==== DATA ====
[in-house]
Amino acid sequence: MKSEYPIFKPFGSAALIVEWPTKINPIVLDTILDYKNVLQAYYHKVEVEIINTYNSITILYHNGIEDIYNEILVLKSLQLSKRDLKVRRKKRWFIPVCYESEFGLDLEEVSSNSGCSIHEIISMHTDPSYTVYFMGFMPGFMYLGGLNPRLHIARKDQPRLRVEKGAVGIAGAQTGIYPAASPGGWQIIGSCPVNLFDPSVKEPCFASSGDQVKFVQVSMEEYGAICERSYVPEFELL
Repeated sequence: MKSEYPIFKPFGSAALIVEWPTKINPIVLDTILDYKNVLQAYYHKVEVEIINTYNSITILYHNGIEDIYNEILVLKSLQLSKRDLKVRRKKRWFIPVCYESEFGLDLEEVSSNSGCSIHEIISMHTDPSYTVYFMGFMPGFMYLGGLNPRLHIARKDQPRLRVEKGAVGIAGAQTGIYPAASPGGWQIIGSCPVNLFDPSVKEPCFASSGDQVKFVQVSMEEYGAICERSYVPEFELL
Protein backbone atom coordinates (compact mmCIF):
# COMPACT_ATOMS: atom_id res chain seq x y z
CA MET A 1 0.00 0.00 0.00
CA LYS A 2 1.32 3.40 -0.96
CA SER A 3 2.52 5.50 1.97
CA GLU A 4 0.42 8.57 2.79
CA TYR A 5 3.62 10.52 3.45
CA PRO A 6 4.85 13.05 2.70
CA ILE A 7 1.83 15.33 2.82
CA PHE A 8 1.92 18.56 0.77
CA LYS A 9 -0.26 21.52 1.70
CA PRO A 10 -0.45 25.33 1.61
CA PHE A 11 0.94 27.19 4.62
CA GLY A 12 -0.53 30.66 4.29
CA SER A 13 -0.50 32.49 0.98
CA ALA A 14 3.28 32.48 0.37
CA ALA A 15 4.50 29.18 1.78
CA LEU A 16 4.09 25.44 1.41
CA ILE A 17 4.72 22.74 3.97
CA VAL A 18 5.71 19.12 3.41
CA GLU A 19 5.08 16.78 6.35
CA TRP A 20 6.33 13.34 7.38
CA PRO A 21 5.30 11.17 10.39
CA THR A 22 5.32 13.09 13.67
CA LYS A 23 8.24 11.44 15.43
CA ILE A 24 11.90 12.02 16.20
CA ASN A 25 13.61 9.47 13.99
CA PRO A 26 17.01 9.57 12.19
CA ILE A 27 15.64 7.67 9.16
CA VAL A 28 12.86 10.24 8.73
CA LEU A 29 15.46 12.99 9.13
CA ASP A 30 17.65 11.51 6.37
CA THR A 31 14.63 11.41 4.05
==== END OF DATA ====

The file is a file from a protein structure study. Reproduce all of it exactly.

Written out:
[in-house]
Amino acid sequence: MKSEYPIFKPFGSAALIVEWPTKINPIVLDTILDYKNVLQAYYHKVEVEIINTYNSITILYHNGIEDIYNEILVLKSLQLSKRDLKVRRKKRWFIPVCYESEFGLDLEEVSSNSGCSIHEIISMHTDPSYTVYFMGFMPGFMYLGGLNPRLHIARKDQPRLRVEKGAVGIAGAQTGIYPAASPGGWQIIGSCPVNLFDPSVKEPCFASSGDQVKFVQVSMEEYGAICERSYVPEFELL
Repeated sequence: MKSEYPIFKPFGSAALIVEWPTKINPIVLDTILDYKNVLQAYYHKVEVEIINTYNSITILYHNGIEDIYNEILVLKSLQLSKRDLKVRRKKRWFIPVCYESEFGLDLEEVSSNSGCSIHEIISMHTDPSYTVYFMGFMPGFMYLGGLNPRLHIARKDQPRLRVEKGAVGIAGAQTGIYPAASPGGWQIIGSCPVNLFDPSVKEPCFASSGDQVKFVQVSMEEYGAICERSYVPEFELL
Protein backbone atom coordinates (compact mmCIF):
# COMPACT_ATOMS: atom_id res chain seq x y z
CA MET A 1 0.00 0.00 0.00
CA LYS A 2 1.32 3.40 -0.96
CA SER A 3 2.52 5.50 1.97
CA GLU A 4 0.42 8.57 2.79
CA TYR A 5 3.62 10.52 3.45
CA PRO A 6 4.85 13.05 2.70
CA ILE A 7 1.83 15.33 2.82
CA PHE A 8 1.92 18.56 0.77
CA LYS A 9 -0.26 21.52 1.70
CA PRO A 10 -0.45 25.33 1.61
CA PHE A 11 0.94 27.19 4.62
CA GLY A 12 -0.53 30.66 4.29
CA SER A 13 -0.50 32.49 0.98
CA ALA A 14 3.28 32.48 0.37
CA ALA A 15 4.50 29.18 1.78
CA LEU A 16 4.09 25.44 1.41
CA ILE A 17 4.72 22.74 3.97
CA VAL A 18 5.71 19.12 3.41
CA GLU A 19 5.08 16.78 6.35
CA TRP A 20 6.33 13.34 7.38
CA PRO A 21 5.30 11.17 10.39
CA THR A 22 5.32 13.09 13.67
CA LYS A 23 8.24 11.44 15.43
CA ILE A 24 11.90 12.02 16.20
CA ASN A 25 13.61 9.47 13.99
CA PRO A 26 17.01 9.57 12.19
CA ILE A 27 15.64 7.67 9.16
CA VAL A 28 12.86 10.24 8.73
CA LEU A 29 15.46 12.99 9.13
CA ASP A 30 17.65 11.51 6.37
CA THR A 31 14.63 11.41 4.05